One of the more controversial areas in Washington DUI law is the deferred prosecution. Under RCW Chapter 10.05, a person who truly believes they suffer from either alcohol or drug addiction or mental illness can petition the court for a dismissal of his or her DUI charge. In exchange, that person must undergo an intensive alcohol, drug or mental health treatment program, complete the program successfully and follow all conditions of the court for a period of five years. Successful completion likely means a dismissal. Failure almost certainly means a conviction.
At Evergreen Defenders, we believe in assessing an individual’s history, the facts of their case and the consequences that they are facing before making a recommendation for deferred prosecution. We feel strongly that sobriety can be accomplished without the rigors of the deferred prosecution program and believe in exhausting all legal efforts and arguments before entering a client into the program.
The consequences for conviction of DUI rise with each occurrence. There are few things in this practice that are more disturbing than seeing a person in court on a second offense DUI who attempted a deferred prosecution on their first DUI. We strive to avoid ever finding a client of ours in that unfortunate position.
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Is Deferred Prosecution Right For You?
One of the options for handling a DUI and keeping it off your long term record is called Deferred Prosecution. A deferred prosecution is a statutory creation intended to help people suffering from the disease of alcoholism who commit the crime of DUI to treat their illness in the hope that by treating the alcoholism no future law violations will occur.
Deferred Prosecution is a method by which the legal charges against you can be dismissed if you successfully complete a strict, two-year treatment program. Deferred Prosecution is available only for those who believe alcoholism, drug addiction, or a mental health problem caused the behavior leading to their DUI arrest. If you do not successfully complete the treatment program, you will face the original charges and consequences and may still be required to complete the treatment program. You only qualify for Deferred Prosecution once in your lifetime so it is very important to use your Deferred Prosecution wisely.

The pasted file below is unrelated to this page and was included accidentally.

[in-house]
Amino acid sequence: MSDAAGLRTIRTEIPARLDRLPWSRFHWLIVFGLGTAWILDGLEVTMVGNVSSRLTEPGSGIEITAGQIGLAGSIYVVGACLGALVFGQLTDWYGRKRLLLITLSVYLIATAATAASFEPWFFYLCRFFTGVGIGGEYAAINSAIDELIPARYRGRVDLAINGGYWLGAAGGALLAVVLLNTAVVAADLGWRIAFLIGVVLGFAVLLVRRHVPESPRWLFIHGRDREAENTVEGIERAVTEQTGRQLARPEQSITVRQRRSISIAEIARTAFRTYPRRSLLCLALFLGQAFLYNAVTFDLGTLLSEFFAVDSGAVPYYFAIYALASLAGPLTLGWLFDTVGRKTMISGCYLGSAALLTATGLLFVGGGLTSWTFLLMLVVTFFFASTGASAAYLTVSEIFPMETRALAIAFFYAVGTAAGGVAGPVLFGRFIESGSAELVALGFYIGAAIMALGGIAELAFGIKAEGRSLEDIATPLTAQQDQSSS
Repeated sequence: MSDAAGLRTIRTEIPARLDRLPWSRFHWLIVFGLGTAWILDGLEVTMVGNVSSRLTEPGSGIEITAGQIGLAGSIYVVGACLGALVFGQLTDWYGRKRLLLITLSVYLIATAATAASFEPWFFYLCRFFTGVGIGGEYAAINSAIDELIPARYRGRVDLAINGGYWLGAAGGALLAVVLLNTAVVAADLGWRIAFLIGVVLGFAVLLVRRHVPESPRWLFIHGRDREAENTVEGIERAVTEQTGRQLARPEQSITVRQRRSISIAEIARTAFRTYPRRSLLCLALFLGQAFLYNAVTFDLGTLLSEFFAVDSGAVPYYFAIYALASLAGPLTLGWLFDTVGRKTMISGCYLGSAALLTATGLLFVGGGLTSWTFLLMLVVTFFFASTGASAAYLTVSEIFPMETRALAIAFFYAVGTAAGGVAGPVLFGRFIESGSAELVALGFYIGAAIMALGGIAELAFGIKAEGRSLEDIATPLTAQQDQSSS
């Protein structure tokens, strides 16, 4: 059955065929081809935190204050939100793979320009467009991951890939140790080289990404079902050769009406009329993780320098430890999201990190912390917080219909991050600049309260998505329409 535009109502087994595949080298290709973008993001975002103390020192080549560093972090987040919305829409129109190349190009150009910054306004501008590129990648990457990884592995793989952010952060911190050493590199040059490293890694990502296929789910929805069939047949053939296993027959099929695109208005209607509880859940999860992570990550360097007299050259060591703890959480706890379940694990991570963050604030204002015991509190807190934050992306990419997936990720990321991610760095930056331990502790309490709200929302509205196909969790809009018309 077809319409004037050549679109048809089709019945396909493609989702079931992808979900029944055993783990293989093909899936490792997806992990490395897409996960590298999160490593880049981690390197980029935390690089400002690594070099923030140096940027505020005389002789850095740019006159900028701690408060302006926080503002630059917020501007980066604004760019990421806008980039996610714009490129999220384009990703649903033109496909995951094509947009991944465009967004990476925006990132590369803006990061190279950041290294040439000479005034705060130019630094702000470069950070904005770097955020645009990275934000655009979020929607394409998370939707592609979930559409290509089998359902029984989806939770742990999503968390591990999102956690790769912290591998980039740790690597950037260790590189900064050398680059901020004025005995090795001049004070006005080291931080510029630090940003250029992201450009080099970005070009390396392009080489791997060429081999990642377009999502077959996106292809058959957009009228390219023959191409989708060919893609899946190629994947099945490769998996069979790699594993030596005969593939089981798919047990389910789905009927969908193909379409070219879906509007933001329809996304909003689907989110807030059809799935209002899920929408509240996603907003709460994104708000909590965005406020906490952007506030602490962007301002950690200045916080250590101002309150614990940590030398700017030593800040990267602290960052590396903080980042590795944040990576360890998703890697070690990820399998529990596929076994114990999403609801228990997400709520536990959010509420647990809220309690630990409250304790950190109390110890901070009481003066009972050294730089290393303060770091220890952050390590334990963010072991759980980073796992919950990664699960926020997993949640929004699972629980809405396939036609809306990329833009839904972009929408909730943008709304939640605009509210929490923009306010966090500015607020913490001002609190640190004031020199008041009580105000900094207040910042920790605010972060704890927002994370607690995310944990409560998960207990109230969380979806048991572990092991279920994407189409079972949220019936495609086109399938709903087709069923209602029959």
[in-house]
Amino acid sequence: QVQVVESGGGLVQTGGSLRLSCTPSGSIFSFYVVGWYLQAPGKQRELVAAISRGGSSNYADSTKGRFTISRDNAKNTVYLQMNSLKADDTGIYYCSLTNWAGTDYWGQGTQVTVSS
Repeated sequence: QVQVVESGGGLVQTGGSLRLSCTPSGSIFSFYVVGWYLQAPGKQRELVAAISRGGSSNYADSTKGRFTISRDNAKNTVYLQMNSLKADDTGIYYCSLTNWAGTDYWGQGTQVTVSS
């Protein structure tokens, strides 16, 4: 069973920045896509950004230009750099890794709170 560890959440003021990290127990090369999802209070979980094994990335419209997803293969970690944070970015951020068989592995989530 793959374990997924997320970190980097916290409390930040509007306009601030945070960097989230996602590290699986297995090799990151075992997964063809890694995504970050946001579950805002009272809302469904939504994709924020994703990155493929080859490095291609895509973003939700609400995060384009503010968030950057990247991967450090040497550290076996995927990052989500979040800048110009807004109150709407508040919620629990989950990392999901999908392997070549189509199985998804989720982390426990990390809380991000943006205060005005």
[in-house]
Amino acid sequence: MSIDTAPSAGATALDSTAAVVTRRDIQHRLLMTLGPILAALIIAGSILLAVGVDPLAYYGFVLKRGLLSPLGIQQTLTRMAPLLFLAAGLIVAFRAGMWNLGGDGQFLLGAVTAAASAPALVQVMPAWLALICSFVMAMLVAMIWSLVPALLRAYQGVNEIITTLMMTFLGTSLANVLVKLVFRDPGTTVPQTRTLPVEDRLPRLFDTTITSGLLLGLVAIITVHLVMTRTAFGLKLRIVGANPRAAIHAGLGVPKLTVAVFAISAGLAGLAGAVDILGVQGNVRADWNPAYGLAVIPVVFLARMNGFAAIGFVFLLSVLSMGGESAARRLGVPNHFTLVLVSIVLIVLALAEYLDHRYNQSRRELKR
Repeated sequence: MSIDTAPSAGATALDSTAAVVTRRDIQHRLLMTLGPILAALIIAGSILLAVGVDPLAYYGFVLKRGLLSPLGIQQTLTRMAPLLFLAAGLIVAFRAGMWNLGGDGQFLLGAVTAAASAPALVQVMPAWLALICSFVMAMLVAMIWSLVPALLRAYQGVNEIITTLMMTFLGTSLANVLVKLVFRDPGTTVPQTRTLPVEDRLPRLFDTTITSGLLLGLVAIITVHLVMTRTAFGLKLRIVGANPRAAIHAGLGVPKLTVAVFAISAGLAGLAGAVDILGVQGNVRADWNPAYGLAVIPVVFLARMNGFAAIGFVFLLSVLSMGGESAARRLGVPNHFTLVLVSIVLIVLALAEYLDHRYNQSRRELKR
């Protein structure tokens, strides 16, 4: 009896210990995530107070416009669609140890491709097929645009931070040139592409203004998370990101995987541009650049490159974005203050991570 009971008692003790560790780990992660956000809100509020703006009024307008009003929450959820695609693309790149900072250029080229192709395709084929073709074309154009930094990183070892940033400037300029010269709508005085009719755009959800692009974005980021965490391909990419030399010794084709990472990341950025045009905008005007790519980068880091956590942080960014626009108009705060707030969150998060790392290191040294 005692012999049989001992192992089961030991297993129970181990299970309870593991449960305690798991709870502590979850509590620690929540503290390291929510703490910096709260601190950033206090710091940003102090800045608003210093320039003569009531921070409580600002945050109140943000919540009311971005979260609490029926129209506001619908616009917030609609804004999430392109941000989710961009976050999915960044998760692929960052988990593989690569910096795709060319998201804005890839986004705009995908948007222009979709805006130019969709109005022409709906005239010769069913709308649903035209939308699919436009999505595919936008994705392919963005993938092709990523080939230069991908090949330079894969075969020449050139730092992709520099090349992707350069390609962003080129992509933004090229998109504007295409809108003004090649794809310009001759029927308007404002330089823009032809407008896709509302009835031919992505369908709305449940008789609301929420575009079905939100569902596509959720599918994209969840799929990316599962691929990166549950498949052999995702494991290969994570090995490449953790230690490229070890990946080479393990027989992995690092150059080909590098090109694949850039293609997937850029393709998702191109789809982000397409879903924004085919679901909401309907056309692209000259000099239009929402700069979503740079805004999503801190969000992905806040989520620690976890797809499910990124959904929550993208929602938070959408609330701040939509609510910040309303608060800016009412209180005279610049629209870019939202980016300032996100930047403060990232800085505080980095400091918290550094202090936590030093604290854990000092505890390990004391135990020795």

If you are assessed and qualify, a typical Deferred Prosecution treatment program at a state certified drug and alcohol treatment agency involves the following: 24 three-times-a-week three-hour intensive outpatient group sessions (approximately eight weeks), 26 weekly 1.5 hour continuing outpatient group sessions (approximately six months) and then monthly 1.5 hour continuing outpatient group sessions for the remainder of the two-year treatment program. Throughout the two years you will also be required to attend a minimum of two self-help meetings each week. Then, three years after the successful completion of your treatment program but no less than five years after you have entered your deferred prosecution with the court, your case will be dismissed, keeping the DUI from ever appearing on your criminal record. Some courts require that you attend a minimum of two self-help meetings each week for the full five year period of time.
A Deferred Prosecution is an incredibly intensive program that requires a tremendous amount of commitment to complete. Alcoholism is a disease that is characterized by relapse and recovery. Alcoholics do not generally consider themselves “cured” but “in recovery.” For a person who has been struggling with alcoholism for many years and has seen the impact of their addiction on their personal, professional and legal life, a deferred prosecution can offer an opportunity to get sober and the structured program combined with the threat of the consequences of failure can be the support that they need to find success. For a younger person dealing with a first offense DUI and alcoholism, a deferred prosecution may not be the ideal choice.
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